TAMSUI, TAIWAN – The concierge at Taipei’s Sherwood Hotel questions my decision to make an early morning trek to this riverside town located at Taiwan’s northern tip.
“September mornings much too hot in Tamsui,” the dutiful concierge tells me. “We Taiwanese call Tamsui the ‘Breath of the Tiger’ because it is so hot there in September – better wait and go there later in the day when the wind cools town.”
But I refuse to heed the woman’s warnings - what do the locals know, anyway? I won’t be swayed from visiting a town where legendary Canadian missionary George Leslie Mackay left such a lasting legacy. So I hop on Taipei’s excellent MRT (a subway/light rail transit combo that costs just pennies to ride) and make the hour-long journey to this city where the mighty Tamsui River and the East China Sea meet.
As I step from Tamsui rail station, I’m pushed back by the “Breath of the Tiger.”
A searing heat, the likes of which I’ve never before experienced, literally takes my breath away.
And it’s not yet 10 a.m.
Nothing can prepare you for the heat that engulfs this robust fishing town where Presbyterian missionary MacKay first arrived in 1872 and began setting up Taiwan’s first schools, churches and hospitals.
And while the man from Oxford, Ont., is relatively unknown in his native land, here the long bearded Mackay remains a local legend - streets are named after him and a larger than life statue of the man stands in a park that carries his name.
There’s so much named “Mackay” here that after a while you wonder if Tamsui really means “Mackayville” in Taiwanese.
Being a Canadian tourist in Tamsui (the town is also known by its Chinese name Danshui) also affords you special treatment. Once people see the Maple Leaf pin on my shirt, they approach and ask if they can help direct me to the places the revered Canadian once lived?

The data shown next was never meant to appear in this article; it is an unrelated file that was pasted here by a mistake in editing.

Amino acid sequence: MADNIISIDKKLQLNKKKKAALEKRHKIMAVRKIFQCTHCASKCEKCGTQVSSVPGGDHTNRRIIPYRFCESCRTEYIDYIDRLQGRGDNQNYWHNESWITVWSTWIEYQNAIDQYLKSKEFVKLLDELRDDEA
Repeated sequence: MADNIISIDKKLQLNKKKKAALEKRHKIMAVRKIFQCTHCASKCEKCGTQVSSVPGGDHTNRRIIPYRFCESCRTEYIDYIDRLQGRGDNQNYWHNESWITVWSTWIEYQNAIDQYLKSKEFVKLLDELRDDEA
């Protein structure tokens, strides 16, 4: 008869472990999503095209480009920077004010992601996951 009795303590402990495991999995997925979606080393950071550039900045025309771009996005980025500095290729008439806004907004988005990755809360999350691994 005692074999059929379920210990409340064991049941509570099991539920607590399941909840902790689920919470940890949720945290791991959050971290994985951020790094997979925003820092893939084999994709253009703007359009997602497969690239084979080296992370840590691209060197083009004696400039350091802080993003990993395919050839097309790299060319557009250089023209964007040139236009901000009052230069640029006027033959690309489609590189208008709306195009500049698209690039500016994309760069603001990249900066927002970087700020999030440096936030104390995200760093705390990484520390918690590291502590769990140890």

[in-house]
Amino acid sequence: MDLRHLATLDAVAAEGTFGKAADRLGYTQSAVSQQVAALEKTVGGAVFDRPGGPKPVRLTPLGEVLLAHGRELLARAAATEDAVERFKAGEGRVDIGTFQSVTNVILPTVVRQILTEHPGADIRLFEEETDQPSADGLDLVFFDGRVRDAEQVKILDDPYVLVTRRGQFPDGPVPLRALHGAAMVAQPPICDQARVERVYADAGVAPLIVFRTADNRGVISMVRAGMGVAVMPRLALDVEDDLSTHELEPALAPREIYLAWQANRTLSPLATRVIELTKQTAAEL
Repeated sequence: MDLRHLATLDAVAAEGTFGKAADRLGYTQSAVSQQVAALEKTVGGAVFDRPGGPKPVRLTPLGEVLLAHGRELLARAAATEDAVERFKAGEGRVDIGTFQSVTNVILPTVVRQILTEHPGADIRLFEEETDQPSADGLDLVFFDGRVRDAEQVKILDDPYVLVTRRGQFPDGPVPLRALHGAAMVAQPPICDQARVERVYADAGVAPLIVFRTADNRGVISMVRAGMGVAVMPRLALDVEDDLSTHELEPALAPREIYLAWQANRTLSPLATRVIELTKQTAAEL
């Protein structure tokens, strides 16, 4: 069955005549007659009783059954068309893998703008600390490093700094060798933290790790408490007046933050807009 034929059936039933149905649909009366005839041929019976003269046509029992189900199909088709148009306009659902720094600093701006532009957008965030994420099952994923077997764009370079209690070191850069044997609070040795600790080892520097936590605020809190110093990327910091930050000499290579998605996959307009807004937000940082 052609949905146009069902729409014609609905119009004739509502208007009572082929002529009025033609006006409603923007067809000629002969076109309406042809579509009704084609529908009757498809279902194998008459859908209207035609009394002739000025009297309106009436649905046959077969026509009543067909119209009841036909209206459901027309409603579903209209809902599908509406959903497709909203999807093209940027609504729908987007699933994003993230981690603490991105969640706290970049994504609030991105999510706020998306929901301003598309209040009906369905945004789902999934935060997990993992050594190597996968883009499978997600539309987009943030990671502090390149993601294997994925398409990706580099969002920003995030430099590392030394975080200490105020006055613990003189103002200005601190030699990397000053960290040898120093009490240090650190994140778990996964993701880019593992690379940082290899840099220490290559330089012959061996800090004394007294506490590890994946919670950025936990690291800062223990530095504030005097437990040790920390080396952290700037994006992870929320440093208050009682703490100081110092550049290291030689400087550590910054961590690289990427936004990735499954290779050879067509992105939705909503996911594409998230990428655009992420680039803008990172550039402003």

One woman suggests it’s much too hot to stay on the main streets and advises me to visit “Market Street where it’s much cooler in the morning.”
The hot, heavy air hanging over the narrow street that makes up the city’s traditional market doesn’t feel any cooler than what I experienced outside the rail station. And the unrefrigerated meat and fish sitting in the stifling heat is starting to omit a most unpleasant odor.
Left: Meat and poultry hands in the stifling heat. Right: A vendor makes some dumplings that locals just love.
It’s time to exit Market Street.
As I enter one of the town’s main streets, I find myself surrounded by a sea of umbrellas. The women of Tamsui guard against the baking sun by carrying open umbrellas on this cloudless day. Those riding one of the annoying little scooters that dominate the streets here have their arms covered with long-sleeved garments and visors protect their face – Chinese skin, like mine, bakes easily.
A long lineup attracts me to an ice cream kiosk on Gongming St. – it’s another pedestrian thoroughfare dominated by restaurants and souvenir shops.The vendor doesn’t get the cone filled before the ice cream starts to melt. Not to worry – the cones here come with a built in lip to capture the creamy goodness. A few brave cyclists peddle along the paths built along the riverbank and which lead to Zhongzheng Rd (a.k.a. Old Street) where Mackay’s statue stands. This is the area where he first lived when he arrived in Tamsui.
Also close by is Tamsui Church, a larger model of the first church Mackay built on this very site when he came to the city. The present structure is far grander than the original and was actually designed by Mackay’s son, George William Mackay after his father’s death in 1901.
Next to the handsome church is Mackay Hospital, built in 1879. Mackay performed medical treatments in rented homes before the hospital was built – Mackay designed the hospital himself and incorporated Western-style windows into the traditional Chinese design. The hospital has been turned into a museum and visitors can see the original iron beds and medicine bottles Mackay used in that era. Taipei’s main downtown hospital is named after the Canadian - Mackay Memorial Hospital.